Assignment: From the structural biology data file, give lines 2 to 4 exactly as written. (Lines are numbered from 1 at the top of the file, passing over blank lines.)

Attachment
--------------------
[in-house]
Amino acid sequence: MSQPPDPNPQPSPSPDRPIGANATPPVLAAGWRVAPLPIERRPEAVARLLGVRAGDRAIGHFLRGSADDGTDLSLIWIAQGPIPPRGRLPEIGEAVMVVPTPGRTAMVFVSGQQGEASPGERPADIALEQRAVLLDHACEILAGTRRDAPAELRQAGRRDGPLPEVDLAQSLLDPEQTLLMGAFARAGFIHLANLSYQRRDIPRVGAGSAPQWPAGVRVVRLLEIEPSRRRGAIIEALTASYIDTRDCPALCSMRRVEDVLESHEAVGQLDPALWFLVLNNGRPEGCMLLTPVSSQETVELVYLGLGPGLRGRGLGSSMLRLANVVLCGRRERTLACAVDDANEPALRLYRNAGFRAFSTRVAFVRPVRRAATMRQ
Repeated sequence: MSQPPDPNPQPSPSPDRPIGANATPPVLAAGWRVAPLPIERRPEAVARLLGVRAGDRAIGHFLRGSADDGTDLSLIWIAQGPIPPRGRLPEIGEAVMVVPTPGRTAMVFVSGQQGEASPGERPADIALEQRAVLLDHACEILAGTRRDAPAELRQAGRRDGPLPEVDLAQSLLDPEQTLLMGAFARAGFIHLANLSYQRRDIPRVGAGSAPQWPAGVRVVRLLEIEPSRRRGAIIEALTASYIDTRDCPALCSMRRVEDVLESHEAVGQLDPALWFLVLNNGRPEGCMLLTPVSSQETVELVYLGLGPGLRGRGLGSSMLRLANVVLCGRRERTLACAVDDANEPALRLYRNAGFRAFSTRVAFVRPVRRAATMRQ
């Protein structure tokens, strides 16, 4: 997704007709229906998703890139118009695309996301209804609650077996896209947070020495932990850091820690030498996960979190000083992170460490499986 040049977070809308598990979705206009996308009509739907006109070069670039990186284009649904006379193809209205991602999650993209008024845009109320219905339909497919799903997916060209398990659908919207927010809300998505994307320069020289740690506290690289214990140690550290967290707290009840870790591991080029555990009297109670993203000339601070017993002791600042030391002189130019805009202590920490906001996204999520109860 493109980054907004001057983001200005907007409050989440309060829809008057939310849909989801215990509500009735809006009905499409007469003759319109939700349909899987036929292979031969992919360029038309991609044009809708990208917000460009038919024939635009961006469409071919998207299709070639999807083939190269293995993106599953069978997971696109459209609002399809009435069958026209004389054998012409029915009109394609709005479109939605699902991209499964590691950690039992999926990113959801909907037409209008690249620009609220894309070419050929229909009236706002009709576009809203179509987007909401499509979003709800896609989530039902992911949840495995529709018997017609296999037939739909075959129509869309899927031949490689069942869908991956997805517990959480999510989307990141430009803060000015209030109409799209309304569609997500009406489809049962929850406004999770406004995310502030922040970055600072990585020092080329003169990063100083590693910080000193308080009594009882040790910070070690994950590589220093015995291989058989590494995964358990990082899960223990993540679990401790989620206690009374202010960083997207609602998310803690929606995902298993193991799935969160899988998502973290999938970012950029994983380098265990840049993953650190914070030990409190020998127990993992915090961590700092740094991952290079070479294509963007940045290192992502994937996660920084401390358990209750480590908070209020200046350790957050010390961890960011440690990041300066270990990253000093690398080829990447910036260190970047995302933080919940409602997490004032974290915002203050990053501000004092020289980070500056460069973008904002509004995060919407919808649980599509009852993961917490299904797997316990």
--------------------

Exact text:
Amino acid sequence: MSQPPDPNPQPSPSPDRPIGANATPPVLAAGWRVAPLPIERRPEAVARLLGVRAGDRAIGHFLRGSADDGTDLSLIWIAQGPIPPRGRLPEIGEAVMVVPTPGRTAMVFVSGQQGEASPGERPADIALEQRAVLLDHACEILAGTRRDAPAELRQAGRRDGPLPEVDLAQSLLDPEQTLLMGAFARAGFIHLANLSYQRRDIPRVGAGSAPQWPAGVRVVRLLEIEPSRRRGAIIEALTASYIDTRDCPALCSMRRVEDVLESHEAVGQLDPALWFLVLNNGRPEGCMLLTPVSSQETVELVYLGLGPGLRGRGLGSSMLRLANVVLCGRRERTLACAVDDANEPALRLYRNAGFRAFSTRVAFVRPVRRAATMRQ
Repeated sequence: MSQPPDPNPQPSPSPDRPIGANATPPVLAAGWRVAPLPIERRPEAVARLLGVRAGDRAIGHFLRGSADDGTDLSLIWIAQGPIPPRGRLPEIGEAVMVVPTPGRTAMVFVSGQQGEASPGERPADIALEQRAVLLDHACEILAGTRRDAPAELRQAGRRDGPLPEVDLAQSLLDPEQTLLMGAFARAGFIHLANLSYQRRDIPRVGAGSAPQWPAGVRVVRLLEIEPSRRRGAIIEALTASYIDTRDCPALCSMRRVEDVLESHEAVGQLDPALWFLVLNNGRPEGCMLLTPVSSQETVELVYLGLGPGLRGRGLGSSMLRLANVVLCGRRERTLACAVDDANEPALRLYRNAGFRAFSTRVAFVRPVRRAATMRQ
């Protein structure tokens, strides 16, 4: 997704007709229906998703890139118009695309996301209804609650077996896209947070020495932990850091820690030498996960979190000083992170460490499986 040049977070809308598990979705206009996308009509739907006109070069670039990186284009649904006379193809209205991602999650993209008024845009109320219905339909497919799903997916060209398990659908919207927010809300998505994307320069020289740690506290690289214990140690550290967290707290009840870790591991080029555990009297109670993203000339601070017993002791600042030391002189130019805009202590920490906001996204999520109860 493109980054907004001057983001200005907007409050989440309060829809008057939310849909989801215990509500009735809006009905499409007469003759319109939700349909899987036929292979031969992919360029038309991609044009809708990208917000460009038919024939635009961006469409071919998207299709070639999807083939190269293995993106599953069978997971696109459209609002399809009435069958026209004389054998012409029915009109394609709005479109939605699902991209499964590691950690039992999926990113959801909907037409209008690249620009609220894309070419050929229909009236706002009709576009809203179509987007909401499509979003709800896609989530039902992911949840495995529709018997017609296999037939739909075959129509869309899927031949490689069942869908991956997805517990959480999510989307990141430009803060000015209030109409799209309304569609997500009406489809049962929850406004999770406004995310502030922040970055600072990585020092080329003169990063100083590693910080000193308080009594009882040790910070070690994950590589220093015995291989058989590494995964358990990082899960223990993540679990401790989620206690009374202010960083997207609602998310803690929606995902298993193991799935969160899988998502973290999938970012950029994983380098265990840049993953650190914070030990409190020998127990993992915090961590700092740094991952290079070479294509963007940045290192992502994937996660920084401390358990209750480590908070209020200046350790957050010390961890960011440690990041300066270990990253000093690398080829990447910036260190970047995302933080919940409602997490004032974290915002203050990053501000004092020289980070500056460069973008904002509004995060919407919808649980599509009852993961917490299904797997316990």